Home > Beef, Nutrition, Science > It’s More Than Corn: Digestibility and Energy

It’s More Than Corn: Digestibility and Energy

Part 2

This next section will try to help explain the components involved when formulating a ration.

What is the difference between a concentrate and roughage?

  A concentrate is any feed that is under 20% in crude fiber and over 60% total digestible nutrients (TDN), the opposite of roughage which is over 20% crude fiber and under 60% TDN. Concentrates and roughages are mixed together to create a balanced ration to meet an animal’s nutritional needs and also their energy needs, based on their use.
 

 

 

 

 

Indian Wheat

Concentrate (Wheat)

 

Meadow Hay

Roughage (Hay)

 

 

 

 

 

 

 

 

 

What is TDN?

TDN is a figure that indicates the relative energy value of feed to an animal and is expressed in pounds and in percent. There are four factors that affect TDN: % dry matter, digestibility of the Dry Matter, amount of mineral matter in the digestible dry matter and the amount of fat in digestible dry matter. Basically, if you take a feedstuff and subtract the water and all of the non-digestible components, what you are left with is the TDN.

Feeds are grouped based on their percentage of TDN for cattle on an as-fed-basis.

 Group A – These are pure fats, high fat feeds, and high in digestibility: soybean oil, dried whole milk, cotton seed, soybean seed, and dried bakery product to mention a few.

Cotton Seed

Group A Example: Cotton Seed

 

Group B – These are mostly low fiber grains, grain byproducts, protein feeds and dried citrus pulp: dried brewers grains, corn gluten meal, soybean meal, wheat, corn, triticale, barley, rye, peanut meal and dried beet pulp.

Soaked Beet Pulp

Group B Example: Beet Pulp

 

 

 

Group C – These are largely more fibrous grains, byproduct concentrates and beet molasses: oats, cottonseed meal, fish meal, tankage, dried alfalfa leaves, rice bran and wheat middlings.

Whole Oats

Group C Example: Oats

  

 

 

 

Group D – These are predominately hays, straws, hulls and corn cobs: oat hay, meadow hay, Kentucky bluegrass, alfalfa, timothy, bromegrass, fescue, orchard grass, ground corn cobs and wheat straw.

Alfalfa Hay

Group D Example: Alfalfa

 

 

 

Group E – These are for the most part high moisture and high mineral feeds: corn silage, sweet potatoes, fescue pasture, orchard grass pasture, oat silage, fresh cow’s milk, wheat silage and rice hulls.

Orchard Grass Pasture

Group E Example: Orchard Grass Pasture

 

 

 

 

 

 Why is energy important?

Energy values are essential in making certain the animal is receiving enough energy to meet their needs, based on their use. Energy is broken down into five areas.

  1. Gross energy (GE) is the total heat of combustion of a feedstuff as determined with a bomb calorimeter. The GE value of a feed has no relationship to the feed’s digestible, metabolizable or net energy values.
  2. Digestible energy (DE) is the portion of the energy of a feed which does not appear in the feces.
  3. Metabolizable energy (ME) is that portion of the GE consumed which is utilized by the animal for accomplishing work, growth, fattening, fetal development, milk production and heat production. It is the portion of GE that does not appear in the feces, urine and gases of fermentation. It is the DE minus the energy of the urine and methane.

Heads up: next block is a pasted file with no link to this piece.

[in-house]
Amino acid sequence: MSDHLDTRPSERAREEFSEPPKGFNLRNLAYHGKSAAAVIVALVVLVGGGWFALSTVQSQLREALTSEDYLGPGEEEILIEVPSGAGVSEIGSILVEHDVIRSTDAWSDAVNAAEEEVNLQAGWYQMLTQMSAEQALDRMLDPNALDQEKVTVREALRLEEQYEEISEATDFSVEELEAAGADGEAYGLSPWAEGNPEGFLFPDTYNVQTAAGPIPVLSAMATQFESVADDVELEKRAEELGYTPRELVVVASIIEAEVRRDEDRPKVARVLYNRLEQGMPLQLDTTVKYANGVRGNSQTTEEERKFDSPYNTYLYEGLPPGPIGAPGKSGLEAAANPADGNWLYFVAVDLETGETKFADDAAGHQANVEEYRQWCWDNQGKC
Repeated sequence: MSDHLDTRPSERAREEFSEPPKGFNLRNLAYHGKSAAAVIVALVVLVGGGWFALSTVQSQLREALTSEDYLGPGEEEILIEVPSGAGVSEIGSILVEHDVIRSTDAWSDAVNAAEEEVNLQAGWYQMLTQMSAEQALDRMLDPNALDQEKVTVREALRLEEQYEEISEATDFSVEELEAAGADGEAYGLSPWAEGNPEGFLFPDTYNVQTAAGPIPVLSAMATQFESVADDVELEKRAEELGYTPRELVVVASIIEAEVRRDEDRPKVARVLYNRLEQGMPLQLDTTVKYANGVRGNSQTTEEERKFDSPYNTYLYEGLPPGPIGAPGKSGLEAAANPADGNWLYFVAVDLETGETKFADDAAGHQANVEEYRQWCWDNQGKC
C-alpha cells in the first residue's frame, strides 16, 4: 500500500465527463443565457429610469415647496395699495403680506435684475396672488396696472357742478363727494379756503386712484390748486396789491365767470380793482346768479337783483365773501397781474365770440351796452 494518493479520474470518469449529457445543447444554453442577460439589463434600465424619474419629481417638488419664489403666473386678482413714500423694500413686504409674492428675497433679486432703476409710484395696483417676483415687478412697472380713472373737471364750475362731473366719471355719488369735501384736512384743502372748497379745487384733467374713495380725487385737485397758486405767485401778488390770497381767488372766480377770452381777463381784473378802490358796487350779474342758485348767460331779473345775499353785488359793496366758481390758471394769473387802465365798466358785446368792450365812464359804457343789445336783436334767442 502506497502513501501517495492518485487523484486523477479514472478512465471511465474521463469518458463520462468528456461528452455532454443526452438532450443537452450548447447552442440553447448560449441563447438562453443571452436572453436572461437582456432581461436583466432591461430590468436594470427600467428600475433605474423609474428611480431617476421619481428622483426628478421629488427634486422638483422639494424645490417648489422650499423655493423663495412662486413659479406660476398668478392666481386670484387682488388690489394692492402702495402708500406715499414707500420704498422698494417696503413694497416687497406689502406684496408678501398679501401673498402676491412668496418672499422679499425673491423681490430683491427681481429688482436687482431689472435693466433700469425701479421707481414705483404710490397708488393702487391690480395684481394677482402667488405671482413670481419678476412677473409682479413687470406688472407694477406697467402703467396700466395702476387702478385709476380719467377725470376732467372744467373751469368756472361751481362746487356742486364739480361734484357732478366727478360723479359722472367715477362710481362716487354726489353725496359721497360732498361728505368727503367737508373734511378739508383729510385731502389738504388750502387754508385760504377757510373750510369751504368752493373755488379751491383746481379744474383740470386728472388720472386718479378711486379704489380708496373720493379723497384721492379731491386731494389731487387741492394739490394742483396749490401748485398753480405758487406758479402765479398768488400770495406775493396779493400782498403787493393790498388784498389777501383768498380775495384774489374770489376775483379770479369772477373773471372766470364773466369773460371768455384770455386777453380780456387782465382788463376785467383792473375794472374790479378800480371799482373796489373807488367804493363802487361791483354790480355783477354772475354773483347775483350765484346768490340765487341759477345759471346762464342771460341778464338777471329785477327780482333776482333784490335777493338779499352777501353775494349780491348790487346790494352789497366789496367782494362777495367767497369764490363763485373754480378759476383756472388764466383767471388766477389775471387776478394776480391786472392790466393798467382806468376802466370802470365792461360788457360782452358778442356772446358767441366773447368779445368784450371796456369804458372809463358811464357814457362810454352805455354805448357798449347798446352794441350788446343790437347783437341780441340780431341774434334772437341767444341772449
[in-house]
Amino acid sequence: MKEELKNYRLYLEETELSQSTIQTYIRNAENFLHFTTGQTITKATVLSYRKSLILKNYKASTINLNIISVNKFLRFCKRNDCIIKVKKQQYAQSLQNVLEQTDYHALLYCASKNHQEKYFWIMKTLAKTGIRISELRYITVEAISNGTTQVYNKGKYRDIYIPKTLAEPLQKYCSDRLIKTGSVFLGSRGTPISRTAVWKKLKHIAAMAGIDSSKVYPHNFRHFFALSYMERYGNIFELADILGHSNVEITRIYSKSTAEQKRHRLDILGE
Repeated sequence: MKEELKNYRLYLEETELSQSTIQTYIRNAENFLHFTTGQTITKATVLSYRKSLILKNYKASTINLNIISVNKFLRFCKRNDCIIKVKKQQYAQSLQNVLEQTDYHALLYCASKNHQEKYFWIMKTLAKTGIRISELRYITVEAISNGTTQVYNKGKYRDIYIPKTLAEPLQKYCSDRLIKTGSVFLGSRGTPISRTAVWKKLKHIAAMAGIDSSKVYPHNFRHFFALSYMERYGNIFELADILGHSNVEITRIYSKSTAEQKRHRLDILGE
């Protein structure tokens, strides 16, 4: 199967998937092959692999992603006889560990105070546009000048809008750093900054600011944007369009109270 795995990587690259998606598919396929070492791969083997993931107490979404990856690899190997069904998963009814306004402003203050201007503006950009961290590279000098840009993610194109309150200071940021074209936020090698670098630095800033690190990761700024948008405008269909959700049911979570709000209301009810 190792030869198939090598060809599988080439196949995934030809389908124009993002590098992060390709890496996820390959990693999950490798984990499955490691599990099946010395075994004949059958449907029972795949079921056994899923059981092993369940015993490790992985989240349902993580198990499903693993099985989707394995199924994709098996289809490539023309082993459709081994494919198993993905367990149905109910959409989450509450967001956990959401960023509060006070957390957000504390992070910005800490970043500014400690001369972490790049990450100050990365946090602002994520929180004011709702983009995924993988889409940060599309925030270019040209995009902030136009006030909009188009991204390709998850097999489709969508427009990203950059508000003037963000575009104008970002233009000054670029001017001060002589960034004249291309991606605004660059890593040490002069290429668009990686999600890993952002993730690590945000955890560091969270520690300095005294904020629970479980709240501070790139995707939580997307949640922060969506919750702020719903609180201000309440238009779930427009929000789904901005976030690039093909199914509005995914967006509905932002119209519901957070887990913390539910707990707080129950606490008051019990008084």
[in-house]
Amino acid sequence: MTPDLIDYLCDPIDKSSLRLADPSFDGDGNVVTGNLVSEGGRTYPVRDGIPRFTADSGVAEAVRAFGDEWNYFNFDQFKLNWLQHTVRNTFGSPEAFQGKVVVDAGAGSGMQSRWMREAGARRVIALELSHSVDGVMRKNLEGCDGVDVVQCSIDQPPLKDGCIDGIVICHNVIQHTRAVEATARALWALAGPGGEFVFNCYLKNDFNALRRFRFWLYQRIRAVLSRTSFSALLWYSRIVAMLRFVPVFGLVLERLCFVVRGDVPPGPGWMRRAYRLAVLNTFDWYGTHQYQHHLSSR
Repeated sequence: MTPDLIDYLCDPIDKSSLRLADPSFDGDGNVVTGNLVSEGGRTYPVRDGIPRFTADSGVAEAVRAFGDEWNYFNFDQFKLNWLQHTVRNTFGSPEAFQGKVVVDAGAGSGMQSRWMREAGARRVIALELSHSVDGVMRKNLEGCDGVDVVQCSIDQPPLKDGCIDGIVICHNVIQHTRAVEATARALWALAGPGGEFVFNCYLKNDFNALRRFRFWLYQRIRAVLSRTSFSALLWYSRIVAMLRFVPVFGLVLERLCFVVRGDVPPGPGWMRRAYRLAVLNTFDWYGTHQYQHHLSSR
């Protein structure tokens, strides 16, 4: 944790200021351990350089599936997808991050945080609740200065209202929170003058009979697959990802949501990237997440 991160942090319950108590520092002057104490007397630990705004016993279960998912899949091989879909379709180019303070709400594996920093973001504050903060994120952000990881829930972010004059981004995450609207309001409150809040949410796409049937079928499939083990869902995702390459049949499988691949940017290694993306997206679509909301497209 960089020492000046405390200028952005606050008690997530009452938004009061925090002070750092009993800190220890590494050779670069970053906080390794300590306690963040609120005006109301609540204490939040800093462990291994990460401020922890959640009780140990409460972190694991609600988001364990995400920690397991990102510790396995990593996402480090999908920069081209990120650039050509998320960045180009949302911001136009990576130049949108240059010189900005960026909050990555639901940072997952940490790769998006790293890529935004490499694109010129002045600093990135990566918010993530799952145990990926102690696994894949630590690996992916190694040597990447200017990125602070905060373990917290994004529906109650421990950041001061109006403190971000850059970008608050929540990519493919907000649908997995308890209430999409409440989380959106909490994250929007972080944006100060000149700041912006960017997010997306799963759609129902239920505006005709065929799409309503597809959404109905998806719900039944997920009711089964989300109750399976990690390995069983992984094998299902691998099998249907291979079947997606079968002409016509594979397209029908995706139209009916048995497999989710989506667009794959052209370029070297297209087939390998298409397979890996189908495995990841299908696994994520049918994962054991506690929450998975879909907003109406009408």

4. Net energy (NE) is the portion of the ME which may be used as needed by the animal for work, growth, fattening, fetal development, milk production and heat production. It differs from ME in that NE does not include the heat of fermentation and nutrient metabolism. No energy is used for heat production unless heat over and above that from other sources is required to keep the animal warm.
  5. Heat increment (HI) is the difference between ME and NE. It represents the heat produced by an animal incidental with nutrient digestion and metabolism. It is also called the work of digestion. This value is useful for keeping an animal warm during cold weather and can actually interfere with production by causing an animal to be too warm.
Process of energy breakdown

From Gross Energy to Net Energy

How do energy values compare to TDN?

Since the beginning of ration formulation TDN, DE, ME and NE have all been used for expressing the energy value of feeds. They all serve an important role in ration formulation. DE is probably the least precise because it does not allow for energy losses during digestion and utilization. TDN is superior to DE in this regard. ME figures represent a more precise measure of a feeds energy value to an animal than either TDN or DE. In final ration analysis, to the extent possible, NE values are the most precise measure of an animal’s energy needs. However, NE values have only been determined for a limited number of feeds.

How does protein figure in to the ration?

Every living animal, humans included, have a need for protein. It is the basic structural material from which all body tissues are formed. Also, all living tissue are constantly undergoing degeneration and protein is necessary for maintenance. Additionally, protein is required for most body enzymes and hormones. No other nutrient can replace protein in a ration. Every class of animal has a minimum level of dietary protein needed. Protein is also often the most expensive nutrient to feed. While high protein feeds may serve as a source of energy for livestock, they are usually too expensive to be a practical source of feed energy.

Stay tuned for minerals and vitamins.

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  1. September 13, 2012 at 4:35 AM | #1

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    • commonsenseagriculture
      October 15, 2012 at 10:15 AM | #2

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  1. January 26, 2011 at 4:03 PM | #1
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